How abuse changes childhood

Child abuse can take many forms. It can be emotional, physical, sexual or a lack of love and attention through neglect. And it can happen to any child, in any family, in any place or online.

Abuse often happens over a period of time, rather than as a one-off event, and can have a devastating effect on a child's development and society as a whole.

But it doesn’t have to be this way. We can all play our part in preventing abuse. And we can all help a child who’s experienced abuse to get their life back on track.

Train on track

We can work with families to prevent abuse

Severe problems such as poverty, drug or alcohol addiction or mental health issues can overload our capacity to care for children and can lead to a child being abused or neglected. Sometimes children themselves struggle to treat other children as they should.

That's not to say difficult circumstances inevitably lead to abuse, or that abuse can ever be excused. But these circumstances do make it more likely to happen.

By giving families the right support at the right time – from counselling or good foster care to a helping hand from a neighbour – we can help them manage these problems and give a child a more stable platform to grow up.

Supporting young minds

Experiences in the first years of our lives affect how our brains form. Science tells us that the stress of abuse or neglect can damage the basic structures of a child's developing brain. Without the right help, it can put them at risk of a lifetime of health problems, developmental issues and addiction.

But if we work together, we can help children overcome these stresses and have the nurturing experiences they need for positive development.

It's never too late to help a child

Abuse can have a huge impact on a child's health, relationships and education and can stop them from having the childhood they deserve.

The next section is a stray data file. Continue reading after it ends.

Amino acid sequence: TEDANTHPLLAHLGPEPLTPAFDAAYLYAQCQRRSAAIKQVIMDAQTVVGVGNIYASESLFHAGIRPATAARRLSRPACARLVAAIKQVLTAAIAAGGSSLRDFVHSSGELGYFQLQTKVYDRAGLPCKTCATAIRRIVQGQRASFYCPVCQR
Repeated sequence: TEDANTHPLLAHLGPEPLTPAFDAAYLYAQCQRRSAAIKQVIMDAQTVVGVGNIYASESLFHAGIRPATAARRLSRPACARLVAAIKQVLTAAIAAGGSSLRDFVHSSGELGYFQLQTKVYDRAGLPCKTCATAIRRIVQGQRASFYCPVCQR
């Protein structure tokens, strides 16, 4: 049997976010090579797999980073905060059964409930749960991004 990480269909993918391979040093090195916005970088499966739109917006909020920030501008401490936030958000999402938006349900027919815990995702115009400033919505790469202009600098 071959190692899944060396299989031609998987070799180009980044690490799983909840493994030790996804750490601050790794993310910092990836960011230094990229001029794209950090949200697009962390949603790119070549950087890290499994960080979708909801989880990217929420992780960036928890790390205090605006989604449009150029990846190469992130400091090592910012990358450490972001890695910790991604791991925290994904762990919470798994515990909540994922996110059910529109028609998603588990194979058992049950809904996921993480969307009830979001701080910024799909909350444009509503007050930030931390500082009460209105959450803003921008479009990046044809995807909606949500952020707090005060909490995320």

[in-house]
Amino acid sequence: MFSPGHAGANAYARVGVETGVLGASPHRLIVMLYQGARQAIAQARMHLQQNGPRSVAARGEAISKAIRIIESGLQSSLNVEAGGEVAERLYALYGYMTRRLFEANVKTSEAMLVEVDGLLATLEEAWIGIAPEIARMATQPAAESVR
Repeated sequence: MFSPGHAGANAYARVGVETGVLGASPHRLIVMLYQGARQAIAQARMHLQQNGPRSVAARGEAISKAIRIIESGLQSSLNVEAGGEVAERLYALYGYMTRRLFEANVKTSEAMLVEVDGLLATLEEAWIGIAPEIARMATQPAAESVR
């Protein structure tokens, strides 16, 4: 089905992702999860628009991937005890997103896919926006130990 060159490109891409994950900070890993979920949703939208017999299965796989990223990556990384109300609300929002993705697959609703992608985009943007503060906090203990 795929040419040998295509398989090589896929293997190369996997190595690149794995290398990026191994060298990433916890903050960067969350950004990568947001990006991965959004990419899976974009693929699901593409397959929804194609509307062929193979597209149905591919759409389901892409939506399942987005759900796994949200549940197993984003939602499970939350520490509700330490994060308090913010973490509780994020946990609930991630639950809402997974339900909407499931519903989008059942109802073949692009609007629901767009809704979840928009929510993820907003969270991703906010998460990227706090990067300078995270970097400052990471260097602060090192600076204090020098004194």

As the child grows into an adult, they can find it harder to cope with life's stresses, get a good job, or be a good parent. They may also develop mental health problems, drug or alcohol issues, criminal behaviour – or show signs of harmful behaviour themselves.

But abuse and its effects are preventable.

We can turn things around for a child at any stage of their development. And if we work together to give them the support they need, they can go on to lead happy and fulfilling lives.

"I never thought I'd feel this happy again but with the right support you can carry on with your life."

What we're doing to support children and families

Delivering services across the UK

We run a range of services to help families through tough times, support children after abuse and help professionals to keep children safe. Keep scrolling for more ways we're fighting against abuse.

Teaching children to stay safe

We deliver our Speak out Stay safe programme in schools across the country to make sure children know how to protect themselves from abuse and how to get help.

Helping children and adults in need

Our NSPCC helpline provides support to adults concerned about a child. And through our free Childline service, we're here for young people in need 24 hours a day, every day of the year.

Learning and sharing what works

We research what works in the fight against child abuse and share our learning to change children's lives for the better.

How you can play your part

Abuse can be prevented – and each of us can play a role in the fight against it. Any act, big or small, can make a real difference to a child and create a safer society for all children.

Whether you support one of our campaignsvolunteer for our Childline service or take part in an event to raise funds, your contribution will help us be there for more children in need.

Donate now

In the average primary school class, at least 2 children have suffered abuse or neglect. Donate now and help protect children today and prevent abuse from happening tomorrow.

Make a donation

Campaign with us

Give a voice to children when no one is listening. Become a campaigner and help us demand that all children are worth fighting for.
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Volunteering for NSPCC and Childline

Join the fight for every childhood through one of our volunteering opportunities.
Volunteering for NSPCC and Childline

Do your own fundraising

Do your own fundraising for the NSPCC and every pound you raise will help protect children and prevent abuse.
Fundraise for us

Report abuse

Our helpline is here 24/7. So if you’re worried about a child, you can always talk to us.
Report abuse to our helpline


Names and identifying features have been changed to protect identity.